on doReturn a = 5 return a end
If you then trace the output of the function in the Message window, you'll see that 5 is returned:
trace(doReturn()) -- 5
In the same regard, you can set a variable to the result:
variableName = doReturn() trace(variableName) -- 5
As you can see, using return allows you to return a value to the initiating call.
Now that the proper data can be selected from the database, you need a way to call the geTData method. Because the graphing movie will be running as a MIAW, you'll need a method that can be called from the main movie whenever necessary.
Add the following showMonth method to the movie script.
on showMonth exType data = getData(exType) if ilk(data) <> #list then --window("stage").movie.showError(data) trace("error") else display(data) end if end
First, the getdata method is called, with the type of data to be retrieved, and the value returned is placed into the data variable. Next, Lingo's ilk() method is used on the variable to find out what type of information is being held. Lingo's ilk method is nearly identical to that used in normal language. (If you look up "ilk" in the dictionary you'll see that it means type or kind; "You can't trust people of that ilk.") Because the return value could either be a number (if an error occurs) or a list (if data is returned) you need a way to know how to react, depending on its type. If the data is not a list you will see the word error output to the Message window. The line that is currently commented out will be uncommented later, when you implement the graph as a movie in a window. When it is running as a MIAW the commented line will call the showError method in the main movie, in order to display the error string.
If the data returned is a list, then the display method is called, and the data is passed to it.
Before moving on to drawing the graph, let's take a brief look at Director's debugger.
Open the Message window and enter the following.
theMonth = 7 theYear = 2004
You need to do this step in order to place values into the global variables because they are used by the SQL statement to retrieve the data from the database. These globals will be set by the main application and shared by the MIAW. But during testing, they need to be initialized, or nothing will be selected from the database. Note that you should use a month that you have entered data for as well.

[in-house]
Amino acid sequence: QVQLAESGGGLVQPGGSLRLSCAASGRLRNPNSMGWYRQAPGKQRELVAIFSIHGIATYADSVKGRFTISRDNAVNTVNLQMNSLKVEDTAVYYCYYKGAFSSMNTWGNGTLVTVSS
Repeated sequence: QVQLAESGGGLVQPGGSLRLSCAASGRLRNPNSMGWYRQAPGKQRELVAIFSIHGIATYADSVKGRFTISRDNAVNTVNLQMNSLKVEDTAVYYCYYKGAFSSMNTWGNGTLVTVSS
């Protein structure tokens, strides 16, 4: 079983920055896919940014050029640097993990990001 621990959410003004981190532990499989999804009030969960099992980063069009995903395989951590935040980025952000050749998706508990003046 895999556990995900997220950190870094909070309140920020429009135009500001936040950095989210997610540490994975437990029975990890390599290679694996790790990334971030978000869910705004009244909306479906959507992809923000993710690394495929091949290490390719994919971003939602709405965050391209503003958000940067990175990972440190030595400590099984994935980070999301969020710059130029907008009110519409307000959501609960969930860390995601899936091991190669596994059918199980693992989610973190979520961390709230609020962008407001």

Play the movie. Open the Message window and enter showMonth("B"). You should receive a script error telling you that the display handler is not defined, as shown.
Because you haven't written the display method yet, Lingo generates an error when you try to call it. However, this error is telling you that the SQL statement is working, and data has been retrieved from the database. If you don't receive this error, it is because no data was selected, and the display method was not called. If that is the case, you may have failed to add data to the database, as instructed in Lesson 7. You should save the graph movie, and repeat the last section in Lesson 7 to be sure you add data to the database. Without it, you won't be able to draw the graph.
Press the Debug button within the error alert, to open Director's debugger. Within the debugger you'll see the code panel on the right-hand side. Note the small green arrow, pointing out the line where the error happened: display(data). On the left-hand side of the debugger are three windows. The top one is the call stack, and lists the names of any handlers, or methods, that were running when the error occurred. The middle panel lists any variables, and has tabs for allowing you to switch between All, Local, Property and Global, making it easy to find what you're looking for in case you have a lot of different variables. The lower panel is the watcher; it allows you to add a variable to it and it will then show the value of the variable, as the program is run. This can be a very handy diagnostic tool for finding bugs in your code.
Click the small plus sign (+) to the left of the data variable, to expand the variable.
If the type of the variable is a list, it will be able to be expanded, allowing you to examine each individual item in the list.
You'll use the debugger again, in the next project. For now, you can close it, and write the display method that will draw the graph.